You must also include #pragma lines.  The #pragmas are
entered by hand and are commands to GNU gcc to avoid duplicating
symbols and other stuff in every .c file that #includes a
.h file.  Each .h file (almost) should have a
#pragma interface line (all except those read by the assembler,
which doesn't like #pragmas), and exactly one .c file
should have a #pragma implementation for each header file.  A
#pragma line looks like the following:

        # pragma implementation "file.h" (in file.c file)

        # pragma interface  (in file.h file)

Add the new file to the list of files in the Makefile in that
source directory.  Then add the headers that it will use into
$(HOME)/self/includeDB.  Now do make lists (this runs
make includeDB automatically at the end).  Whenever you make changes
to the file, do a make.  Whenever you add or remove an include
dependency, do make includeDB, then make.

If you delete a file, remove its lines from the original includeDB
(in $(HOME)/self) and run make lists and make.

MachineName files

Located typically in $(HOME)/bin are the following files:


These files contain the names of the machines used in a parallel make.

Useful Programs

  mf does a parallel make on a group of machines.  The machines to
  use are derived by running the various MachineName scripts
  described above.  In order to stop a parallel make, use mzap

mzap and zap
  Typing zap make kills a make on the current machine.
  mzap does an rsh to all machines and runs zap make on each
  machine.  mzap is used to stop a parallel make started by

Compiling Self tricks

Just changing debug.h to add new user changeable variables.
It's only necessary to recompile debug.o, prim.o, and
oop.o.  Touch the appropriate files to prevent a massive

Updating Notes

There are a few source files that are generated automatically by the
Self primitive maker program.  These files include *.primMaker.h
and *.wrappers.self files.  (They all have a comment at the top
saying they're machine generated.)  These files do not have revision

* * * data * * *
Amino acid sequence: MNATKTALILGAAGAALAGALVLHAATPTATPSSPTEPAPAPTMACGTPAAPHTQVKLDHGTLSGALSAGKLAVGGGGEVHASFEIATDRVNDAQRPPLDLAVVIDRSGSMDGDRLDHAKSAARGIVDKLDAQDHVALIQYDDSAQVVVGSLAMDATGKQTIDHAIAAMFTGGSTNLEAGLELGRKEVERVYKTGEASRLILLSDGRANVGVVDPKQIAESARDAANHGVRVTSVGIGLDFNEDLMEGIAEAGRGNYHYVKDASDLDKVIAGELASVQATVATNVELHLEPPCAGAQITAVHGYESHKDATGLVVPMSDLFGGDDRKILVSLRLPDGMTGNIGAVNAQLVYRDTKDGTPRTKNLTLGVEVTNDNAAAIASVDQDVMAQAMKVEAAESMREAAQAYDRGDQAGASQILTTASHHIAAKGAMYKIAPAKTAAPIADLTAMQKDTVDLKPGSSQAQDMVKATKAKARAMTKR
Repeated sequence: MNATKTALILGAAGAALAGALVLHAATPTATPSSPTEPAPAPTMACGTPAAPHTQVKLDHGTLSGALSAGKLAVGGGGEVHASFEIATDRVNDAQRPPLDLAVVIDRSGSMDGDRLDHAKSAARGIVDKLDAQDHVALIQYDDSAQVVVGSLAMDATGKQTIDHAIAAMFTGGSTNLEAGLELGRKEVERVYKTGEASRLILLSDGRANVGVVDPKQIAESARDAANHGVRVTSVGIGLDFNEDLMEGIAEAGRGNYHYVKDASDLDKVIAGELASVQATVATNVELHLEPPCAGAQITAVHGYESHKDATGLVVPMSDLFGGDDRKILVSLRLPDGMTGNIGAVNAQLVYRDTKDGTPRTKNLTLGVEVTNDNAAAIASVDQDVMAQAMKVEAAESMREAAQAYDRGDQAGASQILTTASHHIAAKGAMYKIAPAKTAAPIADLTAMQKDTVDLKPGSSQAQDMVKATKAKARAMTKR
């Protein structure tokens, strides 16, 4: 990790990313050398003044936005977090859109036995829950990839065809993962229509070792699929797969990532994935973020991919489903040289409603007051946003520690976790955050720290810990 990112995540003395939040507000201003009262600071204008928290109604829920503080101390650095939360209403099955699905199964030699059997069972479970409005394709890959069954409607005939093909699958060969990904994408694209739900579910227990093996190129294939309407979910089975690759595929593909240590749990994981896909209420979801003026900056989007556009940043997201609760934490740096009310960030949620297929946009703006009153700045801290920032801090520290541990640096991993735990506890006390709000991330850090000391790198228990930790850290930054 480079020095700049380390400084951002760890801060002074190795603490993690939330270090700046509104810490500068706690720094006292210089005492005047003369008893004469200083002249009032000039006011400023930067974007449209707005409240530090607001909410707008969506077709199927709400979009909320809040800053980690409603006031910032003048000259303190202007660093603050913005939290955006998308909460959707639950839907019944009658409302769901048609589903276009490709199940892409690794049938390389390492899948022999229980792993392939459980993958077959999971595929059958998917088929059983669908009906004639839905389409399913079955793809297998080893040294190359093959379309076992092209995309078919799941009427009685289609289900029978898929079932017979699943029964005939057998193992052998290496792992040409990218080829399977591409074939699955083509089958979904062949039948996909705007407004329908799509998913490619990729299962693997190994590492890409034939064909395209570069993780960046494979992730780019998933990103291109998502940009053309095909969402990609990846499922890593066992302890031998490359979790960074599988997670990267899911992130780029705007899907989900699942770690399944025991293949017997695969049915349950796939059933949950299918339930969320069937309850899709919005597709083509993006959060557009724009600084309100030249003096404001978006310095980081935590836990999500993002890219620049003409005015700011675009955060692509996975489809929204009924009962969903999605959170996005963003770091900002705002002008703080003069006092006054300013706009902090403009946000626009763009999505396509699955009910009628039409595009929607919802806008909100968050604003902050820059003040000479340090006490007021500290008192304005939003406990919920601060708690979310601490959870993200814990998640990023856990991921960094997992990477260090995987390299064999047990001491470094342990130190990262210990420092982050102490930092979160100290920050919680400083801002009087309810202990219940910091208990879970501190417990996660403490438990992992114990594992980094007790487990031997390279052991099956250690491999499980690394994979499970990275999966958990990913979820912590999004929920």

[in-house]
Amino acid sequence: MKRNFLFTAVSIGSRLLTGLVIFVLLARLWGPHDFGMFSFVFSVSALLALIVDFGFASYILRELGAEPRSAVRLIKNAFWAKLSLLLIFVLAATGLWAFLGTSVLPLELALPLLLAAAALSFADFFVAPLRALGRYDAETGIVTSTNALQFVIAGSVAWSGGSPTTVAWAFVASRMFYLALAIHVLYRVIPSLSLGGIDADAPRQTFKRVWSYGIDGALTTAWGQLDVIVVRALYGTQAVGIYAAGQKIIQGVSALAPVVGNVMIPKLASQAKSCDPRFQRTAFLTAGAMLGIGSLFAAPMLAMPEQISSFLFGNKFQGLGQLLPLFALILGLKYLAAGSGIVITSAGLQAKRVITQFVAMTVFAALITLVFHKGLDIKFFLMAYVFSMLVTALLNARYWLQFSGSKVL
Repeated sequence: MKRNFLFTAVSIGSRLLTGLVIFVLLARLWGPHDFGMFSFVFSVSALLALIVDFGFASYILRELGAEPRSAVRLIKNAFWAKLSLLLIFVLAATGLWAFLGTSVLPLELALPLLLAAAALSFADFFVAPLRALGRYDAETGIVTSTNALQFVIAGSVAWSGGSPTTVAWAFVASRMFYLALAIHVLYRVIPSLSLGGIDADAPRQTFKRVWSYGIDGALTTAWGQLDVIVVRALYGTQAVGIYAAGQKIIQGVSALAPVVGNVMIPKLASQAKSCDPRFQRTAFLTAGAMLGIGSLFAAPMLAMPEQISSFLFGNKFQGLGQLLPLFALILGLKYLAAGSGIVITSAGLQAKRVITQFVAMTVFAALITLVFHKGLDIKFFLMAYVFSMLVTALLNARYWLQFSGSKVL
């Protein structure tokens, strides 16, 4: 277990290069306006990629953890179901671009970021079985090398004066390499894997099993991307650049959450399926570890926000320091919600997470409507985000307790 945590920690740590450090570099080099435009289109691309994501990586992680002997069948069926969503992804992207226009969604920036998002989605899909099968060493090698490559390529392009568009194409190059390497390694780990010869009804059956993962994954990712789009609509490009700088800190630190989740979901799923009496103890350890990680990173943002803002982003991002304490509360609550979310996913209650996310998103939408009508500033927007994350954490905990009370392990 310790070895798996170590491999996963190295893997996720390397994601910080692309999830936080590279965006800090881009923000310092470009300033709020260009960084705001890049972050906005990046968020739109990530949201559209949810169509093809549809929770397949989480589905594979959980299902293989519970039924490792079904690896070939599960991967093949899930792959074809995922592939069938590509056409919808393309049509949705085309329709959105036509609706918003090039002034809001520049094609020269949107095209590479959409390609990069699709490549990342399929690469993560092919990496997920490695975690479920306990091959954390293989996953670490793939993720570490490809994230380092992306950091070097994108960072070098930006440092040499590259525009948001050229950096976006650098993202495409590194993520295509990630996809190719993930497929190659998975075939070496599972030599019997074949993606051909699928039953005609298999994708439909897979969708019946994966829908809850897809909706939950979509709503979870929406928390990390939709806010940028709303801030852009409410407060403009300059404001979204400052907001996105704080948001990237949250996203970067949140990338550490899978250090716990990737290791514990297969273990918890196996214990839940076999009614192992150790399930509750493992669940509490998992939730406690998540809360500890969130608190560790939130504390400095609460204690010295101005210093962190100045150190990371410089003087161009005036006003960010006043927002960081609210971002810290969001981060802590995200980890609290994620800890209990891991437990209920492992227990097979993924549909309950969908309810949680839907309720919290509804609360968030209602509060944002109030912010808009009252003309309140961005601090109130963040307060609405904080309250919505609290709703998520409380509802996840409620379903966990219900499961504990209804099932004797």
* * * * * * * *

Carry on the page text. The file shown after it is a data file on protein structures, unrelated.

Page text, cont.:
numbers automatically-generated for them.  This means that if they're
changed (by running the primitive maker on a new set of templates),
then make update won't be able to figure out what to do.  It
reports a message like "bad revision numbers" and then asks if you
want to update anyway.

If you haven't changed the file, then it's pretty likely that the
change is due to someone else changing the baseline version, and you
want to get their changes, so you normally answer y to this

If for some reason you have changed the file (because you added,
changed, and/or removed some glue primitives to the system), then
you'll get this message too, but you won't want to throw away all your
local changes, so you say n to the question.  Since someone else
might have changed the file too, in this case you need to manually run
diff on the two files to see if there are any other changes you need
to incorporate in your local version of the file.  Or you can just
re-run the primitive maker to regenerate your file after answering
y to the question.

If in doubt, answer y, and then do a make browse or a
diff to see what happened, and manually get the files correct.

Publishing Notes

When publishing a set of revisions you should generally follow the
following steps:

  Do a make update in your ~/self directory, to ensure
  that you have the latest set of revisions.

  Compile all 3 versions of the compiler for the Sun-4.  These are
  found in ~/self/sun4/{debug,optimized,profiled}.

  Test your revisions sufficiently to ensure they are working
  correctly.  At a minimum, this involves running tests runSuite
  from the Self prompt in the debug and optimized versions.  It's
  important to run the debug version of the tests because the
  assertions in that version will detect many problems that might not
  arise using the optimized version.  If the changes were substantial,
  you should run the test suite in all three versions of the compiler.
  The optimized version should be run too because this is the version
  that is used for demos and by people who just want to use Self rather
  than modify it.

  If you have other tests that you feel are appropriate, run
  these to ensure that they give the expected results.  If you feel
  these are generally useful, consider adding them to the test suite.

  Do a make compare in ~/self to ensure that the
  changes you made are sensible and that you aren't publishing code in
  an unclean state (commented out debugging code, unused variables,
  etc).  Make sure that it is clear what your changes do, either
  directly from the code or from comments.

  Once you are confident that your revisions work correctly, type
  make publish in ~/self.  This will check in all the
  modified files to the baseline version of the system.

  Send mail to the other implementors at your site notifying them
  of the new version so that they can update.